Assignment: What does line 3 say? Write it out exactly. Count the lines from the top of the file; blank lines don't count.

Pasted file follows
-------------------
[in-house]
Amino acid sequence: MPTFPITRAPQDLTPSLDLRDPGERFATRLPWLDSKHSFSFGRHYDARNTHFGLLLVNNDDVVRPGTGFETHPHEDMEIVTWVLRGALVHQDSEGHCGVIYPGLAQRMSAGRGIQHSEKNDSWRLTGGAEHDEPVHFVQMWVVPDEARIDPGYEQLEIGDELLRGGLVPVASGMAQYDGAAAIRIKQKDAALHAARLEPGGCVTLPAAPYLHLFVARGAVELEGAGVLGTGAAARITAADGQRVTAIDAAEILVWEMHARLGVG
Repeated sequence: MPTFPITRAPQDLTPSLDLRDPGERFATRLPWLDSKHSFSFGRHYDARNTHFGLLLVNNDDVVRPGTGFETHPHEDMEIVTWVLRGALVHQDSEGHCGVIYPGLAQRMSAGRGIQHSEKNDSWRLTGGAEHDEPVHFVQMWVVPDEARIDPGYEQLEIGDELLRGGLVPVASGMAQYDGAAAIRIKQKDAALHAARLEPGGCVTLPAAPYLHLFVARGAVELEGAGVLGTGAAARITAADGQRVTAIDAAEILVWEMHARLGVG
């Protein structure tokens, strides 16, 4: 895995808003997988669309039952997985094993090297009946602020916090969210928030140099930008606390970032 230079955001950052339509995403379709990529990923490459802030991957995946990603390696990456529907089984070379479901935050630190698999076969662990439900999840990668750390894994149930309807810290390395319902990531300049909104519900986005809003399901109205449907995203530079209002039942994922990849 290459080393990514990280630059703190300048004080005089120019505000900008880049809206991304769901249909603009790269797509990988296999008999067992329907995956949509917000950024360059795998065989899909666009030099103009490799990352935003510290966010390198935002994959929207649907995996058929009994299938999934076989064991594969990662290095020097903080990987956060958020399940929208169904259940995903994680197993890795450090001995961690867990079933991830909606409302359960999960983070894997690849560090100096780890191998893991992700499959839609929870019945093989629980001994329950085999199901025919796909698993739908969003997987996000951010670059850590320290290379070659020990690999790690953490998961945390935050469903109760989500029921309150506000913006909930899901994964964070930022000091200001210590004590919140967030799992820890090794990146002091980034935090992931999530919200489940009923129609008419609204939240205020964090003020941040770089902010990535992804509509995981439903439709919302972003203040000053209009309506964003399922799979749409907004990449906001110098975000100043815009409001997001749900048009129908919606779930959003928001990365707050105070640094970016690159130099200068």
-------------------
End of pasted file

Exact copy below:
Repeated sequence: MPTFPITRAPQDLTPSLDLRDPGERFATRLPWLDSKHSFSFGRHYDARNTHFGLLLVNNDDVVRPGTGFETHPHEDMEIVTWVLRGALVHQDSEGHCGVIYPGLAQRMSAGRGIQHSEKNDSWRLTGGAEHDEPVHFVQMWVVPDEARIDPGYEQLEIGDELLRGGLVPVASGMAQYDGAAAIRIKQKDAALHAARLEPGGCVTLPAAPYLHLFVARGAVELEGAGVLGTGAAARITAADGQRVTAIDAAEILVWEMHARLGVG